Parents and Teachers

Little Hands On

Occupational Therapy

Signs that your child may benefit from Occupational Therapy

  • ​Fine-Motor
    • Avoids coloring or writing, or quality is poor
    • ​Delay in motor coordination
    • Frequently drops small items
    • Lacks hand preference by age 4 
    • Difficulty using hands together for tasks such as cutting with scissors
  • Visual Perception
    • Difficulty with Handwriting including formations, line use and spacing between words
    • ​Difficulty imitating movements during games or songs
  • Visual Motor
    • ​Difficulty with fluent reading
    • Difficulty copying text while writing or typing
  • Sensory Integration
    • Averse to certain textures
    • Appear clumsy or uncoordinated
    • Avoids or has difficulty with balance activities
    • Lacks body awareness (bumps into or trips over things)
    • Exert too much pressure or not enough for a given task
    • Excessively craves rough play
    • Seems to be in constant motion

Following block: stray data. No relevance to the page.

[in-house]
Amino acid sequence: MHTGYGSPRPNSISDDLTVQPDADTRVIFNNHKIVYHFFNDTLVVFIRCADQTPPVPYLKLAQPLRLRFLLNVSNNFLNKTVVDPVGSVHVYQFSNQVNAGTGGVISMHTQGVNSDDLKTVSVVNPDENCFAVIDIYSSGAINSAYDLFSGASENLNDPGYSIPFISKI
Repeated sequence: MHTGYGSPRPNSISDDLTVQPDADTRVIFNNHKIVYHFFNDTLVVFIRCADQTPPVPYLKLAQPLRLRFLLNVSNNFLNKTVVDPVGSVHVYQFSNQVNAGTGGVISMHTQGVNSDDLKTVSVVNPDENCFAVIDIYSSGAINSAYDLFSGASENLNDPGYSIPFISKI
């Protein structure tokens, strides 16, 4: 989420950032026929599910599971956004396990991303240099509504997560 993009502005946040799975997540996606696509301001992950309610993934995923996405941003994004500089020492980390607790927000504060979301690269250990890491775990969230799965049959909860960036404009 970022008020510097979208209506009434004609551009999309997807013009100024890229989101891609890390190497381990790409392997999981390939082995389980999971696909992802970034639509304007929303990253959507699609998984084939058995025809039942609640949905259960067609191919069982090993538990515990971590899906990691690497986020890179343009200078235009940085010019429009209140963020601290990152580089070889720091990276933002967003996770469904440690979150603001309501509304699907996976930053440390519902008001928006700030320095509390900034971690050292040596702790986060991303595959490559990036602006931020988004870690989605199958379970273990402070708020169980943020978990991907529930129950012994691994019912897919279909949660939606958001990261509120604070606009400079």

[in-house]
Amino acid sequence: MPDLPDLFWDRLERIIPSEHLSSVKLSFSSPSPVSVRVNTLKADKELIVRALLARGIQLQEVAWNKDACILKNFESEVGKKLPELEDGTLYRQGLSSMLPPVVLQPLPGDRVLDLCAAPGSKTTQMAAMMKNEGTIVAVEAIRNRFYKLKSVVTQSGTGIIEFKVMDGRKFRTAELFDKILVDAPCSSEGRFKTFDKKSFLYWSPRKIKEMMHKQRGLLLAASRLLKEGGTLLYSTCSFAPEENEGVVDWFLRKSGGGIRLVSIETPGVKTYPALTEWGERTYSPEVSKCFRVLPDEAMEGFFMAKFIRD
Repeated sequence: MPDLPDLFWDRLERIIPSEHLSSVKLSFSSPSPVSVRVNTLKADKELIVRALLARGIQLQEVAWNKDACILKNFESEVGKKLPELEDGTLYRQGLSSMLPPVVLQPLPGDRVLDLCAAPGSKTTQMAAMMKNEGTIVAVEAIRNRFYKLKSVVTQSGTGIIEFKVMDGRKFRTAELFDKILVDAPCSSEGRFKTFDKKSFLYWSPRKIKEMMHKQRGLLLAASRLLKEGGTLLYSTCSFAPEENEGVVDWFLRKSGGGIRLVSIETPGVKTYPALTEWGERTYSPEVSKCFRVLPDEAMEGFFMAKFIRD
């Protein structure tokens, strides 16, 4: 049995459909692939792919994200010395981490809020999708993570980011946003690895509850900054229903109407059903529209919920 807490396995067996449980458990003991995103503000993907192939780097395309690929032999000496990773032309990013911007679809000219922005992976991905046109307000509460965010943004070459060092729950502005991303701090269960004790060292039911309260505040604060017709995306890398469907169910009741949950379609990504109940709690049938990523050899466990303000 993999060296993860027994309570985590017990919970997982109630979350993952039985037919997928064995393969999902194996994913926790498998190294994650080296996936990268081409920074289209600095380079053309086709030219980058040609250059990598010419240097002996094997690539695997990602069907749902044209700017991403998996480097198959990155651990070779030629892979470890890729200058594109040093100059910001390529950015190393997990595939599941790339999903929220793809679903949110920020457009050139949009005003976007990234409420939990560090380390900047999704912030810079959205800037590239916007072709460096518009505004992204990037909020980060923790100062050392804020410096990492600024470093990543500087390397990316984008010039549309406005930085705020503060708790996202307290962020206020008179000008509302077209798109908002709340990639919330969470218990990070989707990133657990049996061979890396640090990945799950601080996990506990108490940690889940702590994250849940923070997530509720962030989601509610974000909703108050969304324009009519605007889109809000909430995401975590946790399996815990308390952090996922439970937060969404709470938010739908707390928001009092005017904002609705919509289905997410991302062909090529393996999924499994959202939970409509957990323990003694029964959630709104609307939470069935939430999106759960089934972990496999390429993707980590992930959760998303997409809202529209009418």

• Hums or makes other noises while concentrating
    • Poor attention to tasks 

​Signs that your child may benefit from Physical Therapy

  • Complains of pain or difficulty when performing gross motor tasks
  • They walk up on the balls of their feet (tip toe walk) or walk in an atypical/awkward manner
  • Has difficulty performing the same gross motor tasks as children their age such as rolling, sitting, crawling, or walking in the younger population; and jumping, running, or skipping in the older population.
  • Falls and trips often when walking.
  • As an infant, they have a strong preference for turning or tilting their head to one side, also known as torticollis.
  • Expected developmental milestones such as rolling, sitting, crawling, and standing are not met during the first year of life
  • Difficulty keeping up with their peers during play
  • Recent injury resulting in change in movement